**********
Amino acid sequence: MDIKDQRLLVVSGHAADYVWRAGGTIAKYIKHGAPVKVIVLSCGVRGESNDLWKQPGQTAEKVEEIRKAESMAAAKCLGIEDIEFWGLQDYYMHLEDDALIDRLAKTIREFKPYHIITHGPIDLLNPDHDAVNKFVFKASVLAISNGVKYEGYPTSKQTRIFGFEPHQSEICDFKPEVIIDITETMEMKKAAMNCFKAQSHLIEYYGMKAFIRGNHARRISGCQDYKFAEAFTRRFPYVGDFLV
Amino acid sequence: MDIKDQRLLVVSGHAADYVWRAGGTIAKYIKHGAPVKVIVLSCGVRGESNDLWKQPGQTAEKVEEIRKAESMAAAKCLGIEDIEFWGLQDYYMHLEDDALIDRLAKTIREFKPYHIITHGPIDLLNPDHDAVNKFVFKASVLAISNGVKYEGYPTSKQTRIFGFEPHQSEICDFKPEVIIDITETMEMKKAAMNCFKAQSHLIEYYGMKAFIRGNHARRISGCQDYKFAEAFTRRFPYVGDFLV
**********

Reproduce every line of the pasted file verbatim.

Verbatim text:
Amino acid sequence: MDIKDQRLLVVSGHAADYVWRAGGTIAKYIKHGAPVKVIVLSCGVRGESNDLWKQPGQTAEKVEEIRKAESMAAAKCLGIEDIEFWGLQDYYMHLEDDALIDRLAKTIREFKPYHIITHGPIDLLNPDHDAVNKFVFKASVLAISNGVKYEGYPTSKQTRIFGFEPHQSEICDFKPEVIIDITETMEMKKAAMNCFKAQSHLIEYYGMKAFIRGNHARRISGCQDYKFAEAFTRRFPYVGDFLV
Amino acid sequence: MDIKDQRLLVVSGHAADYVWRAGGTIAKYIKHGAPVKVIVLSCGVRGESNDLWKQPGQTAEKVEEIRKAESMAAAKCLGIEDIEFWGLQDYYMHLEDDALIDRLAKTIREFKPYHIITHGPIDLLNPDHDAVNKFVFKASVLAISNGVKYEGYPTSKQTRIFGFEPHQSEICDFKPEVIIDITETMEMKKAAMNCFKAQSHLIEYYGMKAFIRGNHARRISGCQDYKFAEAFTRRFPYVGDFLV